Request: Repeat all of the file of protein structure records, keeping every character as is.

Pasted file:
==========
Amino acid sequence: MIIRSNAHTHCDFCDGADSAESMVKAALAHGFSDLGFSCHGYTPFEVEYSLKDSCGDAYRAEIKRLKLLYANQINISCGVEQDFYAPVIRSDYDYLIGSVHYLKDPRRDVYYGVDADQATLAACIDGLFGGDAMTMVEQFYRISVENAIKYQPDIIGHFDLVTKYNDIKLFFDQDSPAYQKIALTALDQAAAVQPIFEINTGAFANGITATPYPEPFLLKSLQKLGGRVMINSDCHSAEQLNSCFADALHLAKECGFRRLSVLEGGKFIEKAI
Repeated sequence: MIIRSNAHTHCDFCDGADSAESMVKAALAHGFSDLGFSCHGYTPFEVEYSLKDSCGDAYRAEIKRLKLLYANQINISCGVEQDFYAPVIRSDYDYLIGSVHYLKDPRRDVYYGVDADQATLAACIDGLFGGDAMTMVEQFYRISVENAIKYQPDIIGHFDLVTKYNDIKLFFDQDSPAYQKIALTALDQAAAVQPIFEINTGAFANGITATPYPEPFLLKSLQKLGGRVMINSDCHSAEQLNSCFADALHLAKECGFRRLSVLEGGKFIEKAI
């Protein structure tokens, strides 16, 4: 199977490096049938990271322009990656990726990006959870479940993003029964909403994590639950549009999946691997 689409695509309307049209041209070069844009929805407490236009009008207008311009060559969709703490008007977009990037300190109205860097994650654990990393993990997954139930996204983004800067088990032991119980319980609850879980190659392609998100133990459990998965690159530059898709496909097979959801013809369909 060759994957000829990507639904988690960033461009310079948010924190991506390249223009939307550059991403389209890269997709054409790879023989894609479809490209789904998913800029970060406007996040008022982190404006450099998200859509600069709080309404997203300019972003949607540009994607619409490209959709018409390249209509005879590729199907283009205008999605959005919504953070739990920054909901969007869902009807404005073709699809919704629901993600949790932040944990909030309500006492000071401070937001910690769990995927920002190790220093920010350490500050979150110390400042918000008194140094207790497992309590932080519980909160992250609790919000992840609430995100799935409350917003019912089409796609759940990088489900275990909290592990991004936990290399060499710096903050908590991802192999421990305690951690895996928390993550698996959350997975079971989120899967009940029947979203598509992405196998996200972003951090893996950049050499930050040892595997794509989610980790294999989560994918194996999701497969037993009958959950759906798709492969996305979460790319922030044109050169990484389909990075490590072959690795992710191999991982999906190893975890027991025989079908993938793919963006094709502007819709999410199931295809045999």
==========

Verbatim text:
Amino acid sequence: MIIRSNAHTHCDFCDGADSAESMVKAALAHGFSDLGFSCHGYTPFEVEYSLKDSCGDAYRAEIKRLKLLYANQINISCGVEQDFYAPVIRSDYDYLIGSVHYLKDPRRDVYYGVDADQATLAACIDGLFGGDAMTMVEQFYRISVENAIKYQPDIIGHFDLVTKYNDIKLFFDQDSPAYQKIALTALDQAAAVQPIFEINTGAFANGITATPYPEPFLLKSLQKLGGRVMINSDCHSAEQLNSCFADALHLAKECGFRRLSVLEGGKFIEKAI
Repeated sequence: MIIRSNAHTHCDFCDGADSAESMVKAALAHGFSDLGFSCHGYTPFEVEYSLKDSCGDAYRAEIKRLKLLYANQINISCGVEQDFYAPVIRSDYDYLIGSVHYLKDPRRDVYYGVDADQATLAACIDGLFGGDAMTMVEQFYRISVENAIKYQPDIIGHFDLVTKYNDIKLFFDQDSPAYQKIALTALDQAAAVQPIFEINTGAFANGITATPYPEPFLLKSLQKLGGRVMINSDCHSAEQLNSCFADALHLAKECGFRRLSVLEGGKFIEKAI
């Protein structure tokens, strides 16, 4: 199977490096049938990271322009990656990726990006959870479940993003029964909403994590639950549009999946691997 689409695509309307049209041209070069844009929805407490236009009008207008311009060559969709703490008007977009990037300190109205860097994650654990990393993990997954139930996204983004800067088990032991119980319980609850879980190659392609998100133990459990998965690159530059898709496909097979959801013809369909 060759994957000829990507639904988690960033461009310079948010924190991506390249223009939307550059991403389209890269997709054409790879023989894609479809490209789904998913800029970060406007996040008022982190404006450099998200859509600069709080309404997203300019972003949607540009994607619409490209959709018409390249209509005879590729199907283009205008999605959005919504953070739990920054909901969007869902009807404005073709699809919704629901993600949790932040944990909030309500006492000071401070937001910690769990995927920002190790220093920010350490500050979150110390400042918000008194140094207790497992309590932080519980909160992250609790919000992840609430995100799935409350917003019912089409796609759940990088489900275990909290592990991004936990290399060499710096903050908590991802192999421990305690951690895996928390993550698996959350997975079971989120899967009940029947979203598509992405196998996200972003951090893996950049050499930050040892595997794509989610980790294999989560994918194996999701497969037993009958959950759906798709492969996305979460790319922030044109050169990484389909990075490590072959690795992710191999991982999906190893975890027991025989079908993938793919963006094709502007819709999410199931295809045999």